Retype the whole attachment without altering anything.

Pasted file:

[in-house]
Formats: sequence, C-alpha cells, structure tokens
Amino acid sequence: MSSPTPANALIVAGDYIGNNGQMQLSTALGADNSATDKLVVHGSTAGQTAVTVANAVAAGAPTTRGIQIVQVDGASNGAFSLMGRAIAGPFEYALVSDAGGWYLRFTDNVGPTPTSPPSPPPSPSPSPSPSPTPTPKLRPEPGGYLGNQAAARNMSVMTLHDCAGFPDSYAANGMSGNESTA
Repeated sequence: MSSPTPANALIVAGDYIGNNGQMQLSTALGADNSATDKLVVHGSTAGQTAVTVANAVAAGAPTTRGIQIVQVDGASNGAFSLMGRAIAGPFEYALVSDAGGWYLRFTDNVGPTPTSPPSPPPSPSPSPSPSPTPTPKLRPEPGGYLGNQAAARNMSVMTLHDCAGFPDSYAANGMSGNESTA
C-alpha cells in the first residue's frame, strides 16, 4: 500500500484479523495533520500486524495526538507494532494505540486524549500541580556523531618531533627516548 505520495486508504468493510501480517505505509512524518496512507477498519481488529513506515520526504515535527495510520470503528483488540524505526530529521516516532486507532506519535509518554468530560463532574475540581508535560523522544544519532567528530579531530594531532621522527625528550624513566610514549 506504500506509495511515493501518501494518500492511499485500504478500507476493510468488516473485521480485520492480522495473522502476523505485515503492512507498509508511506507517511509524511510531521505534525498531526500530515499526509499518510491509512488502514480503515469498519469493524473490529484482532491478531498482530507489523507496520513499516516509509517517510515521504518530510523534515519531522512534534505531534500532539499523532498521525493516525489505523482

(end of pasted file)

[in-house]
Formats: sequence, C-alpha cells, structure tokens
Amino acid sequence: MSSPTPANALIVAGDYIGNNGQMQLSTALGADNSATDKLVVHGSTAGQTAVTVANAVAAGAPTTRGIQIVQVDGASNGAFSLMGRAIAGPFEYALVSDAGGWYLRFTDNVGPTPTSPPSPPPSPSPSPSPSPTPTPKLRPEPGGYLGNQAAARNMSVMTLHDCAGFPDSYAANGMSGNESTA
Repeated sequence: MSSPTPANALIVAGDYIGNNGQMQLSTALGADNSATDKLVVHGSTAGQTAVTVANAVAAGAPTTRGIQIVQVDGASNGAFSLMGRAIAGPFEYALVSDAGGWYLRFTDNVGPTPTSPPSPPPSPSPSPSPSPTPTPKLRPEPGGYLGNQAAARNMSVMTLHDCAGFPDSYAANGMSGNESTA
C-alpha cells in the first residue's frame, strides 16, 4: 500500500484479523495533520500486524495526538507494532494505540486524549500541580556523531618531533627516548 505520495486508504468493510501480517505505509512524518496512507477498519481488529513506515520526504515535527495510520470503528483488540524505526530529521516516532486507532506519535509518554468530560463532574475540581508535560523522544544519532567528530579531530594531532621522527625528550624513566610514549 506504500506509495511515493501518501494518500492511499485500504478500507476493510468488516473485521480485520492480522495473522502476523505485515503492512507498509508511506507517511509524511510531521505534525498531526500530515499526509499518510491509512488502514480503515469498519469493524473490529484482532491478531498482530507489523507496520513499516516509509517517510515521504518530510523534515519531522512534534505531534500532539499523532498521525493516525489505523482